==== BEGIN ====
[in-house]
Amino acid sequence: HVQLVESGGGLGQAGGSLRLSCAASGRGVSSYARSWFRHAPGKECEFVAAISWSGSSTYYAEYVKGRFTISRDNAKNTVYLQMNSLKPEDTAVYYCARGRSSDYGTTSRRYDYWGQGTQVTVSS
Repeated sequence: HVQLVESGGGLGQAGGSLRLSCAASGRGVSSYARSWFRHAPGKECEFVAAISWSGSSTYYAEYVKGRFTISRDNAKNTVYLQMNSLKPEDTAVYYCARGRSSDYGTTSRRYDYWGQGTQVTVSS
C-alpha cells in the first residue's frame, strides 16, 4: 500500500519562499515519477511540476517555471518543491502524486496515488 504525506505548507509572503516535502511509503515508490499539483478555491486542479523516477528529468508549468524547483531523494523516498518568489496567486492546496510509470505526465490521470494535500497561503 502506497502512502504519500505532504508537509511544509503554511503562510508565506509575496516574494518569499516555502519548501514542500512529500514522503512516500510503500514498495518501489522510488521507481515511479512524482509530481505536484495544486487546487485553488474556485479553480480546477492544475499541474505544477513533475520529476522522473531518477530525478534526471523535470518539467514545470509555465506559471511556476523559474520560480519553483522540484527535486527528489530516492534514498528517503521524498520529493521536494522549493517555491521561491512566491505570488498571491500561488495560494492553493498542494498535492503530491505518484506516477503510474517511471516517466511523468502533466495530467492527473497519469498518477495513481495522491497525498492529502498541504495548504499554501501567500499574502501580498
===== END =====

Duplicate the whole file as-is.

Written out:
[in-house]
Amino acid sequence: HVQLVESGGGLGQAGGSLRLSCAASGRGVSSYARSWFRHAPGKECEFVAAISWSGSSTYYAEYVKGRFTISRDNAKNTVYLQMNSLKPEDTAVYYCARGRSSDYGTTSRRYDYWGQGTQVTVSS
Repeated sequence: HVQLVESGGGLGQAGGSLRLSCAASGRGVSSYARSWFRHAPGKECEFVAAISWSGSSTYYAEYVKGRFTISRDNAKNTVYLQMNSLKPEDTAVYYCARGRSSDYGTTSRRYDYWGQGTQVTVSS
C-alpha cells in the first residue's frame, strides 16, 4: 500500500519562499515519477511540476517555471518543491502524486496515488 504525506505548507509572503516535502511509503515508490499539483478555491486542479523516477528529468508549468524547483531523494523516498518568489496567486492546496510509470505526465490521470494535500497561503 502506497502512502504519500505532504508537509511544509503554511503562510508565506509575496516574494518569499516555502519548501514542500512529500514522503512516500510503500514498495518501489522510488521507481515511479512524482509530481505536484495544486487546487485553488474556485479553480480546477492544475499541474505544477513533475520529476522522473531518477530525478534526471523535470518539467514545470509555465506559471511556476523559474520560480519553483522540484527535486527528489530516492534514498528517503521524498520529493521536494522549493517555491521561491512566491505570488498571491500561488495560494492553493498542494498535492503530491505518484506516477503510474517511471516517466511523468502533466495530467492527473497519469498518477495513481495522491497525498492529502498541504495548504499554501501567500499574502501580498